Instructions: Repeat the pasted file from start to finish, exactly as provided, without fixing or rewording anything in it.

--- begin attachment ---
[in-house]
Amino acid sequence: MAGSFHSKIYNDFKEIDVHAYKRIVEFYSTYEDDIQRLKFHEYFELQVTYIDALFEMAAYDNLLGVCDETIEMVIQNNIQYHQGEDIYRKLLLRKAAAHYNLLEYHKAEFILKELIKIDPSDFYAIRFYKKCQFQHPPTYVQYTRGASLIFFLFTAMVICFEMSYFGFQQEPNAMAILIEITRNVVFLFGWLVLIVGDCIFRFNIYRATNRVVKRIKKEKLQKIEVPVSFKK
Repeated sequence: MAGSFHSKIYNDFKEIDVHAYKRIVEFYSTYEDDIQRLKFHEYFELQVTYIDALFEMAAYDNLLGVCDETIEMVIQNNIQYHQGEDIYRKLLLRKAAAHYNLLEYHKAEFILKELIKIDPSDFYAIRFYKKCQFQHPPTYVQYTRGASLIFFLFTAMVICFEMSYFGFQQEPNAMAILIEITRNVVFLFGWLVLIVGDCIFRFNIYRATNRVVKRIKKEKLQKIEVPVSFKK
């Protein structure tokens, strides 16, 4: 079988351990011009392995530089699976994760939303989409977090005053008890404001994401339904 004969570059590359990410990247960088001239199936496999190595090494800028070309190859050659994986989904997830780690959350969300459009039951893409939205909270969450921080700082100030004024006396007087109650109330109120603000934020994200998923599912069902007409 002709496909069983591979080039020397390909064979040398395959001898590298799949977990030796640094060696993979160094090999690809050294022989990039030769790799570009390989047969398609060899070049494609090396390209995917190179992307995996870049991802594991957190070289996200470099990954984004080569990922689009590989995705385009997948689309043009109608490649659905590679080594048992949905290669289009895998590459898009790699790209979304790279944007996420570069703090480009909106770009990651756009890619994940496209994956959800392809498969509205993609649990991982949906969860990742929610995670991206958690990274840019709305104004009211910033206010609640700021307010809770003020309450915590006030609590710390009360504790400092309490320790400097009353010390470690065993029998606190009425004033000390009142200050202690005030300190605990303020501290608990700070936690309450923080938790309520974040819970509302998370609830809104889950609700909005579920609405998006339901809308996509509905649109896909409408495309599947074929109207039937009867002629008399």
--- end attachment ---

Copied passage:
[in-house]
Amino acid sequence: MAGSFHSKIYNDFKEIDVHAYKRIVEFYSTYEDDIQRLKFHEYFELQVTYIDALFEMAAYDNLLGVCDETIEMVIQNNIQYHQGEDIYRKLLLRKAAAHYNLLEYHKAEFILKELIKIDPSDFYAIRFYKKCQFQHPPTYVQYTRGASLIFFLFTAMVICFEMSYFGFQQEPNAMAILIEITRNVVFLFGWLVLIVGDCIFRFNIYRATNRVVKRIKKEKLQKIEVPVSFKK
Repeated sequence: MAGSFHSKIYNDFKEIDVHAYKRIVEFYSTYEDDIQRLKFHEYFELQVTYIDALFEMAAYDNLLGVCDETIEMVIQNNIQYHQGEDIYRKLLLRKAAAHYNLLEYHKAEFILKELIKIDPSDFYAIRFYKKCQFQHPPTYVQYTRGASLIFFLFTAMVICFEMSYFGFQQEPNAMAILIEITRNVVFLFGWLVLIVGDCIFRFNIYRATNRVVKRIKKEKLQKIEVPVSFKK
């Protein structure tokens, strides 16, 4: 079988351990011009392995530089699976994760939303989409977090005053008890404001994401339904 004969570059590359990410990247960088001239199936496999190595090494800028070309190859050659994986989904997830780690959350969300459009039951893409939205909270969450921080700082100030004024006396007087109650109330109120603000934020994200998923599912069902007409 002709496909069983591979080039020397390909064979040398395959001898590298799949977990030796640094060696993979160094090999690809050294022989990039030769790799570009390989047969398609060899070049494609090396390209995917190179992307995996870049991802594991957190070289996200470099990954984004080569990922689009590989995705385009997948689309043009109608490649659905590679080594048992949905290669289009895998590459898009790699790209979304790279944007996420570069703090480009909106770009990651756009890619994940496209994956959800392809498969509205993609649990991982949906969860990742929610995670991206958690990274840019709305104004009211910033206010609640700021307010809770003020309450915590006030609590710390009360504790400092309490320790400097009353010390470690065993029998606190009425004033000390009142200050202690005030300190605990303020501290608990700070936690309450923080938790309520974040819970509302998370609830809104889950609700909005579920609405998006339901809308996509509905649109896909409408495309599947074929109207039937009867002629008399």